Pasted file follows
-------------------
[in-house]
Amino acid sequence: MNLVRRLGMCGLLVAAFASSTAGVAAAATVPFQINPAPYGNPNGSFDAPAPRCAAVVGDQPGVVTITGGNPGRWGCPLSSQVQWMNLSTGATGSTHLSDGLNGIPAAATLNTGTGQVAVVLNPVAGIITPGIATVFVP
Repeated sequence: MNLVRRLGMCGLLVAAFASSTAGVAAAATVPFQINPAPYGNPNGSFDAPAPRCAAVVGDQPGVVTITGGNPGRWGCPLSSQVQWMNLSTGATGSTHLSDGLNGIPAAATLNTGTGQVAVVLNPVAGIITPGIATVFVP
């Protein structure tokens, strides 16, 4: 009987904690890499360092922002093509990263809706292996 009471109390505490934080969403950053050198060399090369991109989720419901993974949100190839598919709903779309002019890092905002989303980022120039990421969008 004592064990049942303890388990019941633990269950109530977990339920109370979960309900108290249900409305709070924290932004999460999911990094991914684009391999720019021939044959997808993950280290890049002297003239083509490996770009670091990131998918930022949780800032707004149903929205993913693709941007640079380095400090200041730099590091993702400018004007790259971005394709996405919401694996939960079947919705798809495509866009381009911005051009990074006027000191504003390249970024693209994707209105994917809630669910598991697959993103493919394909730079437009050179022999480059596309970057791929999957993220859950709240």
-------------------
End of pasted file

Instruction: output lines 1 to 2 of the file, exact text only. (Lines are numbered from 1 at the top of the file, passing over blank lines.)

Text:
[in-house]
Amino acid sequence: MNLVRRLGMCGLLVAAFASSTAGVAAAATVPFQINPAPYGNPNGSFDAPAPRCAAVVGDQPGVVTITGGNPGRWGCPLSSQVQWMNLSTGATGSTHLSDGLNGIPAAATLNTGTGQVAVVLNPVAGIITPGIATVFVP